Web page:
The Luger selfloading pistol is one of the most iconic handguns ever designed, and has been very successful despite a rather archaic operating mechanism.
Georg Luger worked as an employee at Ludwig Loewe & Co, where Hugo Borchardt’s C93 pistol was manufactured. He took the toggle locking design somewhat clumsily used in the Borchardt and redesigned it to use a small leaf spring in the pistol’s grip instead of a clock-type spring in a separate housing. This allowed Luger to dramatically reduce the bulk of the gun, and make it much more practical as a military sidearm. The mechanism uses the same recoil action employed by other early autopistols, but instead of using a bolt to travel directly backwards the Luger used a toggle joint. This would lock solid when laying flat, but once the recoiling barrel cammed it slightly upwards at the joint it would open up to eject the spent casing and load a fresh one.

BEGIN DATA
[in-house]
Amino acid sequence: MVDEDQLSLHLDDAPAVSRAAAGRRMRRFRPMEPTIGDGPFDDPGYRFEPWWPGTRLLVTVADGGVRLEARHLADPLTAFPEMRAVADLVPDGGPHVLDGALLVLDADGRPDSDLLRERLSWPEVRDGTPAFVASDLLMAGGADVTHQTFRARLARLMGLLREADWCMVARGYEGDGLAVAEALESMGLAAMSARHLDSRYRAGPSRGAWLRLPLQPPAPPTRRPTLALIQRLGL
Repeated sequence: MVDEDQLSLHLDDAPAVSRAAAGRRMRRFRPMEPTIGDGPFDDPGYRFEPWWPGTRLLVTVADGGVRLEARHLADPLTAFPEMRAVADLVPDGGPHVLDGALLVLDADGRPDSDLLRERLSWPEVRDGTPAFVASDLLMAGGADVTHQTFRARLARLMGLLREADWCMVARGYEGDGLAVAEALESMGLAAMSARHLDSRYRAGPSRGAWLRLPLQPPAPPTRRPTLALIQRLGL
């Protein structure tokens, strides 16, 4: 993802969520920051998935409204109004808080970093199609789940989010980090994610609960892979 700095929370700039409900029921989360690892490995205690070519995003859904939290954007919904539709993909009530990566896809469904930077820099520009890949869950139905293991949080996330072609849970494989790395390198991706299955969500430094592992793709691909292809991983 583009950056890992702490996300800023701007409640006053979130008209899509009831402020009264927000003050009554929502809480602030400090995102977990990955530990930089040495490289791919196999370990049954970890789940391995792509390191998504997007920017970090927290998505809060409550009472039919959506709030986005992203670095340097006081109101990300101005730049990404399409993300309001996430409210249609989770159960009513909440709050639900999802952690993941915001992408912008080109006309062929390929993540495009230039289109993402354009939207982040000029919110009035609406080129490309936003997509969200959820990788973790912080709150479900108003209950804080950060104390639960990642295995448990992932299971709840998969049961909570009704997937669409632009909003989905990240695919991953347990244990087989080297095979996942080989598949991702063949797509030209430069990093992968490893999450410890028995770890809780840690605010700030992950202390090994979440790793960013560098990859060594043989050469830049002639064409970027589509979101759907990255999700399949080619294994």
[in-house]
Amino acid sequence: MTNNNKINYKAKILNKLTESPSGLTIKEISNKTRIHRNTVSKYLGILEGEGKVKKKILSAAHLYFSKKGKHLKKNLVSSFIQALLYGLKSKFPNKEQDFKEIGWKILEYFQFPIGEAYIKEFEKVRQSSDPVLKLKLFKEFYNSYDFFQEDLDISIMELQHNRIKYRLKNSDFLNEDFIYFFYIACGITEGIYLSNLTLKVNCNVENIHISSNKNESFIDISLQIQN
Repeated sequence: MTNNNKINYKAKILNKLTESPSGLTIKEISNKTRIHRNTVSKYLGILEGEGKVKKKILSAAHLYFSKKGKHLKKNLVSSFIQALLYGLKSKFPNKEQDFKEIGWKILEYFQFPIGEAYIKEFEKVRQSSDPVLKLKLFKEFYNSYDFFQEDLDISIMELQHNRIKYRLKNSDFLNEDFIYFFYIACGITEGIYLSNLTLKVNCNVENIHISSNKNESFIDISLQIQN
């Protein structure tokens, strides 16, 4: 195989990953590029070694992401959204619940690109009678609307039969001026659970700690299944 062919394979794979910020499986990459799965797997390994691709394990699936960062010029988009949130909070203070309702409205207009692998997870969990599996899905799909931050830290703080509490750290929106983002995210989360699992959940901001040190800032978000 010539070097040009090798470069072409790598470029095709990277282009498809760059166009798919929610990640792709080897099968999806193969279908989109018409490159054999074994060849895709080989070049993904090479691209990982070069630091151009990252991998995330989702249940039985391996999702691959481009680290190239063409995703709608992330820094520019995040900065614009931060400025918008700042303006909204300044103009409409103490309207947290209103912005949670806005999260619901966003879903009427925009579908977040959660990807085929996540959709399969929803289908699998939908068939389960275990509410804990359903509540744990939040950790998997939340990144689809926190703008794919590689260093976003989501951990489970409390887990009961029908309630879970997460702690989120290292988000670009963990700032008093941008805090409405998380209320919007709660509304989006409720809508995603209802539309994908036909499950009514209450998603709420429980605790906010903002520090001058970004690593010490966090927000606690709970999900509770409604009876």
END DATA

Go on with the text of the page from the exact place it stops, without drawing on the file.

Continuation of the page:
There are many available sources for excellent information on the Luger, so we will try to focus on some of the more esoteric varieties here.
A small handful of pictures of a prototype Japanese Luger. The characters on the left read “Tokyo Gas Electric Company Ltd” and on the right “Test Purpose Pistol”. It also has markings for “fire” and “safe” for the safety lever, and none of the typical proof marks. (Download gallery in high resolution)
US Patent #753,414 (G. Luger; Recoil Loading Small Arms; March 1, 1904)
This 5-part article details to effort of the Mauser company to produce new manufacture Luger pistols on 1970, with lots of very interesting details on production methods. Click to download in PDF format.